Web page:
Whenever I work with young people, creating a classroom contract that outlines expectations for respectful behavior and collaboration is a no-brainer. Even if it’s a one-time workshop, establishing these kinds of expectations gets everyone in the room on the same page and definitely affects the group’s productivity in the session. We decide on reasonable expectations for the group and for individuals, write them down on a big sheet of paper, and every signs it. Then up on the wall it goes. The written and signed contract is visible for the entire time the group is together whether that is one hour or one month. And with very young, pre-literate students, taking the time to verbally establish expectations for how everyone (teaching artists included!) is going to treat one another goes a long way. No matter what, creating a classroom contract is always in my first day lesson plan.
A check-in was the first group ritual I ever encountered in a rehearsal process. As a high school student in Shakespeare & Company’s education programs, we began each rehearsal with a group check in. This was an opportunity for everyone in the room has a chance to share with the group how they’re feeling, what’s on their mind or anything they need to put out in the space in order to be mentally present our time together. When I was in high school, I lived for this open, supportive check-in space that was waiting for me at the end of the school day at the top of a rehearsal. After holding so many thoughts in all day, having the space and support to articulate and share them was a gift.
Experiencing this special gift of a check-in from a participant perspective came up again for me this year. This spring I was one of eight graduate students working together to devise a new interactive theatre piece for undergraduate students about healthy romantic relationships. Under the excellent guidance of Lynn Hoare (theatre-for-dialogue specialist with Voices Against Violence), we created a classroom contract on the first day together and started every rehearsal session of the semester with a check-in. More often than not, I am on the facilitator side of things, initiating the conversation around a class contract. I had also forgotten how powerful and necessary a check-in space is for a rehearsal process, particularly when creating a piece around such a deeply personal issue.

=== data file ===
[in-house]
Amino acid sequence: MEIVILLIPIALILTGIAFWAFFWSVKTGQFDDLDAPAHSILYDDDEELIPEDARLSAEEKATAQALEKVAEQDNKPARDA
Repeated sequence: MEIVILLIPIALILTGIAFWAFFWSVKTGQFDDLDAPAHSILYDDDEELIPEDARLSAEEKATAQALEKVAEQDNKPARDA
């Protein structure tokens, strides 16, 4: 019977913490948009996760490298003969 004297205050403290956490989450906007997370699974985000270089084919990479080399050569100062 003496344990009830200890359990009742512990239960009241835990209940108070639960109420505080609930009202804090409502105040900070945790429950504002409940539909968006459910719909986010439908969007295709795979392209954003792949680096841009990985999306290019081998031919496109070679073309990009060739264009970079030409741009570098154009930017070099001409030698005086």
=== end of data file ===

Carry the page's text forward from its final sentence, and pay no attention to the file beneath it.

I ultimately served as the stage manager for our informal sharing of the piece we devised over the course of the semester. Though I was not performing or directing, I still had an artistic stake in this piece. I felt a strong sense of ownership and pride in our ensemble and in what we had created together. It was a true collaboration where the lines between individual ideas were blurred to the point of nonexistence. We each brought something unique to the process and the product, and as a result, we created something new that could not have been done by any one person independently. We fueled each other’s creativity and supported our individual journey through the research, material and creative process.
This is the kind of ensemble-based, supportive and inclusive community I want to facilitate in each space I’m in as a teaching artist. I want young people of all ages to have access to the gift of feeling a sense of belonging to a supportive, creative ensemble who trusts and needs you and your ideas. Many theatre artists are drawn to our particular artistic community because theatre is inherently collaborative. Many teaching artists recognize the power theatre has as a vehicle for developing social-emotional skills and building creative communities of young people.
Classroom contracts and check-ins are two of many strategies out there that teaching artists can use to build strong classroom communities with young people. But let’s not forget about the other collaborative and artistic spaces that we move through. Our ensemble of grad students creatively thrived in this supportive environment. Don’t leave your teaching artist hat at the door. Wear it proudly in every artistic community. As you trade these strategies for community-building back and forth with other teaching artists, along with fun warm up games, new devising techniques and other resources, don’t forget that your colleagues and adult collaborators benefit from inclusive, supportive communities too. We all want to be included and have a sense of belonging. Remember, it’s a gift.